And thank you for the Dollar Store analysis of the role of public education.

            1. Michael Fiorillo

              Using the the glib and superficial language/arguments employed by Libertarians.

              Some of which we’re seeing in this discussion

      2. todde

        I am not concerned with how people identify me for the most part.

        I will use whatever words I choose, you can respond to them as you wish.

        Whining about ‘words used’ isn’t really a ‘good look’ either. If you are concerned about what others think.

        1. todde

          is that how you want to be identified here?

          Idk, if I continue to use words like that will it go ‘on my permanent record’?

          Save your classroom behavior management techniques for the classroom.

          I also use ‘democrat party’. Another taboo word I’ve been told.

          1. NotReallyHere

            Good one, dude. I got some weed in my back pocket. Meet ya after class behind the bike shed,

          2. Michael Fiorillo

            Using the term “government schools” isn’t taboo: it’s revealing.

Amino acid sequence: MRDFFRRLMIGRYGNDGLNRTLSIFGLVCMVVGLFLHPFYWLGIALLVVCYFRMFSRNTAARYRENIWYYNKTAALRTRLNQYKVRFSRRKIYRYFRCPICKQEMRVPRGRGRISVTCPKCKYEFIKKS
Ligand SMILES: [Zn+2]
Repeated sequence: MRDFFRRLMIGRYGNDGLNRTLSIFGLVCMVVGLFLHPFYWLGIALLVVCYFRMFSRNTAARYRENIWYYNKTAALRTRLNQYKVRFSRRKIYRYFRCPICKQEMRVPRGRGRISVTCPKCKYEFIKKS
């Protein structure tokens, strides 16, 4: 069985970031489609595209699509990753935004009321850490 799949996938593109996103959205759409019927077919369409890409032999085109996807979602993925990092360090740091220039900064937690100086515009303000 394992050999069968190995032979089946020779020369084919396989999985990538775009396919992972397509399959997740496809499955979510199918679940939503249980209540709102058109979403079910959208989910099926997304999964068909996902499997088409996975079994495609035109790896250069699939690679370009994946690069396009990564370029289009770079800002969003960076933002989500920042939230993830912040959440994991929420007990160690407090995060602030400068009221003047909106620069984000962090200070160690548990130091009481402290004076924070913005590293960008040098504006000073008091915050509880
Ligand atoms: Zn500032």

It’s pretty simple: do you want to reveal/identify yourself as supporting the privatization of the public schools? If so, then feel free to use the term, but be honest about it.

            If not, then you should reconsider using a term employed almost exclusively by the enemies of public education.

            1. Kael

              You made your point, and it’s one that might be helpful, but, I wonder if being a zealous Trope Cop is really constructive or is also revealing in some way?

              1. Michael Fiorillo

                I raised a point, people responded, and I rebutted.

                If you see that as being a Trope Cop, whatever that is, so be it.

  4. shinola

    “…up to $1 billion awarded by the CSP—in more than 1,000 grants—was wasted on charter schools that never opened or opened for only brief periods before being shut down for mismanagement, poor performance, lack of enrollment, and fraud.”